Investigation of insect remains in lake-sediments for developing a record of past insect outbreaks
Forest insects, such as bark beetles and defoliators, have existed with their tree hosts, probably for millennia. These insect populations have fluctuated in abundance through time and their impact on forests at any particular time seems to be regulated by weather, climate, and disturbance regimes. Although these species are present in most western forests in low numbers, bark beetles become extremely abundant and attack healthy mature trees during outbreaks, killing vast tracts of forested land. This study takes advantage of the unique opportunity offered in the Sawtooth National Recreation Area (SNRA) of central Idaho, where mountain pine beetle outbreaks are well documented for the last 50 years and where over 80% of the trees in large areas are currently dying from beetle attack. This study will provide a context for understanding current outbreaks, their ecological consequences, and their relation to other disturbances and climate change.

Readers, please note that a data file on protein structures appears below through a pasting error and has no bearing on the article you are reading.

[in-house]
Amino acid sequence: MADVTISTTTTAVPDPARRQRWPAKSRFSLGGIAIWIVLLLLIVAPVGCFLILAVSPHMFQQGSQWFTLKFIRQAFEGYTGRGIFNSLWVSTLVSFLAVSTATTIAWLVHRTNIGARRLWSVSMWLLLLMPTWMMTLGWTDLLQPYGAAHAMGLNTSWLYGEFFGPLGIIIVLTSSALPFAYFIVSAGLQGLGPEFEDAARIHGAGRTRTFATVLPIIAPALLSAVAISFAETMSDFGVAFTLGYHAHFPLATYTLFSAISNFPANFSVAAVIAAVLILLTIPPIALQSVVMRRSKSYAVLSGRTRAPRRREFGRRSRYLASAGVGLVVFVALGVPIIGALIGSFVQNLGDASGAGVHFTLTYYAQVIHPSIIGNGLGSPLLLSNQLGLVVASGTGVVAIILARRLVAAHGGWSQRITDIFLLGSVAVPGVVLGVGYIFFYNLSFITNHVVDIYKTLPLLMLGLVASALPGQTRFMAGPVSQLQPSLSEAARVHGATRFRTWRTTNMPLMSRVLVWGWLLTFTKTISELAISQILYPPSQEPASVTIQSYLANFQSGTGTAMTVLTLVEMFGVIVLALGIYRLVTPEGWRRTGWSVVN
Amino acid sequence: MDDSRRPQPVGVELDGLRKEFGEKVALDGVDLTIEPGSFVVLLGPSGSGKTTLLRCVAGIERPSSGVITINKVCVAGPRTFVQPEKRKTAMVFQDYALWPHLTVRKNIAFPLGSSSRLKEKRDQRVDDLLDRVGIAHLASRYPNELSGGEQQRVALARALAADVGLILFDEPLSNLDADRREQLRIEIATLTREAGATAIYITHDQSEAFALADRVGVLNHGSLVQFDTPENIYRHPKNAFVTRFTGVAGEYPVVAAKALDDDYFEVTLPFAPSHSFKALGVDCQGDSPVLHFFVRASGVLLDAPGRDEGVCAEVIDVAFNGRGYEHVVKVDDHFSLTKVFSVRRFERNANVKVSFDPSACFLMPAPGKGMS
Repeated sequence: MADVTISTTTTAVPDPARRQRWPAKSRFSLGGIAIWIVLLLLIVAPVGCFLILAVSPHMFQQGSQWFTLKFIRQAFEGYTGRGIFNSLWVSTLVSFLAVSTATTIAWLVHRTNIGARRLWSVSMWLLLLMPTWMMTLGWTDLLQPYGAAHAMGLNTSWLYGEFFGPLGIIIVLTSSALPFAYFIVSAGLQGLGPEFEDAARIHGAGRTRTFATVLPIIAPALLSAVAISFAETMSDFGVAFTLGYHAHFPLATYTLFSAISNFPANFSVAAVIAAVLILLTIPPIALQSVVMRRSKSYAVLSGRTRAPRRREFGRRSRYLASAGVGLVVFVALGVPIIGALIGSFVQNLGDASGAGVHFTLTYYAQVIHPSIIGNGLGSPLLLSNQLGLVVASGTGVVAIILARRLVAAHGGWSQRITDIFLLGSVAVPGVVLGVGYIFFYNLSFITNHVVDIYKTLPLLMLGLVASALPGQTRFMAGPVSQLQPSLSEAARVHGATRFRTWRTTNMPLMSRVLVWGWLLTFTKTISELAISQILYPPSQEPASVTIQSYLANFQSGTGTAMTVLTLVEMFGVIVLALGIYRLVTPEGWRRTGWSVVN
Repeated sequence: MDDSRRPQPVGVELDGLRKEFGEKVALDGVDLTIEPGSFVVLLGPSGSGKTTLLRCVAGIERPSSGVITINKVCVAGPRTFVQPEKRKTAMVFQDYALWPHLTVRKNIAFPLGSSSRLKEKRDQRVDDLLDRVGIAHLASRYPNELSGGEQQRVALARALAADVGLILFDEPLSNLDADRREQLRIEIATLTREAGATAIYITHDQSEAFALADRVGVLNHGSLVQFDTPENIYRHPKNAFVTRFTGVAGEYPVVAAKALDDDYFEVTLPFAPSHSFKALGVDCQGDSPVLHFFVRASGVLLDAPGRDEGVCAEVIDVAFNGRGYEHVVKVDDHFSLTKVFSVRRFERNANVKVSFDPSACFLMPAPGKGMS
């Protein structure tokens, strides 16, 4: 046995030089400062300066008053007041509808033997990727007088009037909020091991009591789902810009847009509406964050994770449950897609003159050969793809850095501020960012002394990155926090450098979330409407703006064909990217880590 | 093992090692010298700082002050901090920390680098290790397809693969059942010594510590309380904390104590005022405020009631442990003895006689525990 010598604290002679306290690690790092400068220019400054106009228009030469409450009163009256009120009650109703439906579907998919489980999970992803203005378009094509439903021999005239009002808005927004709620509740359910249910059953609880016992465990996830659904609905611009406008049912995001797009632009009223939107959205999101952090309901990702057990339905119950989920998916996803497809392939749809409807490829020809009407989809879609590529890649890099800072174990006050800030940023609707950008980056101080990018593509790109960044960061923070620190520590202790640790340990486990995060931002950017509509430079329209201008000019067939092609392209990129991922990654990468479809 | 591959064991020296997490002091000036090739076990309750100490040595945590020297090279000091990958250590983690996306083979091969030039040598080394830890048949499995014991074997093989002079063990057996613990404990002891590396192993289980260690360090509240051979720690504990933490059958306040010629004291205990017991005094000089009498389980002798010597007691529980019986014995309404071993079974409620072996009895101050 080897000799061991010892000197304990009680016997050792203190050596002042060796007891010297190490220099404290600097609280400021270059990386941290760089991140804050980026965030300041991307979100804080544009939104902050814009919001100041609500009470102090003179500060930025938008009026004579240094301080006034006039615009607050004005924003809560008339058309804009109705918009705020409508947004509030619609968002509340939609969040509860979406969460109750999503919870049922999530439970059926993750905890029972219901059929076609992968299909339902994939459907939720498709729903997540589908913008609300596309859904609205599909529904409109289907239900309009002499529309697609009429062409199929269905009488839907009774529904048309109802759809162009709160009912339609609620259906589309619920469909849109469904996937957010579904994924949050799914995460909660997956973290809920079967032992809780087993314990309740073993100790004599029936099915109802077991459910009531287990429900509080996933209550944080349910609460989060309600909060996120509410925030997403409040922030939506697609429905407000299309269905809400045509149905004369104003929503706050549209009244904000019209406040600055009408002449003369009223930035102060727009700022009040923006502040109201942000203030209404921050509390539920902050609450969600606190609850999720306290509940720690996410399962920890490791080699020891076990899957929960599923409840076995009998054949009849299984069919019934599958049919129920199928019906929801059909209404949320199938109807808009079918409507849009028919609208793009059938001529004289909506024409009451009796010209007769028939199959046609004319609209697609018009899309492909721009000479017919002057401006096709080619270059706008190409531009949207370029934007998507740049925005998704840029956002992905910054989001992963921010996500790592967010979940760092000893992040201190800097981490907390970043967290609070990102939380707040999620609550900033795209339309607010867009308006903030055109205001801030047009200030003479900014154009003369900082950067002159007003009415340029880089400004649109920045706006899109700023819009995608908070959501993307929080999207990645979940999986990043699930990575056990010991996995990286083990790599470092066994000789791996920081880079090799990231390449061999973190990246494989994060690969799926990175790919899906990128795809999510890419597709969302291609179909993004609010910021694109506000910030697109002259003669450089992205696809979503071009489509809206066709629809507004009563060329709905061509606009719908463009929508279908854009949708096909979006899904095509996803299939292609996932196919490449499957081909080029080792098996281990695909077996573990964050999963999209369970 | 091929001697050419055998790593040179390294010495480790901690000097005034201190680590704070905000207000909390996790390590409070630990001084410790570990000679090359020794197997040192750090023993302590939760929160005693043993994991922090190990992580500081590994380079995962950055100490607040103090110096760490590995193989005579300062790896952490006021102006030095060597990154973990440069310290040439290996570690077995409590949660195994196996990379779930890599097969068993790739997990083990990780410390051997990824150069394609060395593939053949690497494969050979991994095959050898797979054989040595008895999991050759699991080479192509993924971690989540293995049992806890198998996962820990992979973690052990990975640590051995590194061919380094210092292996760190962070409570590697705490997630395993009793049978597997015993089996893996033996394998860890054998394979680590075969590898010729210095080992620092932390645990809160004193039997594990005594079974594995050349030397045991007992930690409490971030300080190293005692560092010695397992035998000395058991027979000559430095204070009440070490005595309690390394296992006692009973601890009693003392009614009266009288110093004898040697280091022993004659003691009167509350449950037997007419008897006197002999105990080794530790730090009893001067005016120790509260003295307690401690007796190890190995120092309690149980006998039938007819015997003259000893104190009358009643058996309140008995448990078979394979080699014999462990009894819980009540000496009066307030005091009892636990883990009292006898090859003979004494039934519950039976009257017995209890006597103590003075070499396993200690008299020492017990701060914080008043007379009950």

Long-term ecohydrologic variability in the Sawtooth region of central Idaho
Water shortages can affect natural resources, disturbance regimes, recreational opportunities, and local livelihoods. The dramatic ecological manifestations of current drought in the SNRA are evident in the vast areas of beetle-killed forest, increased likelihood of catastrophic fires, and lowering of lake levels. Yet, the occurrence of such conditions in the past is poorly documented. This study is a collaborative effort between Dr. Whitlock and Dr. Pierce (Boise State University). High-resolution analysis of an 11,000 year lake core record will help determine the frequency of drought events and assess the ecological response to past droughts, in terms of fire, insect outbreaks, lake-level adjustments, and vegetation changes.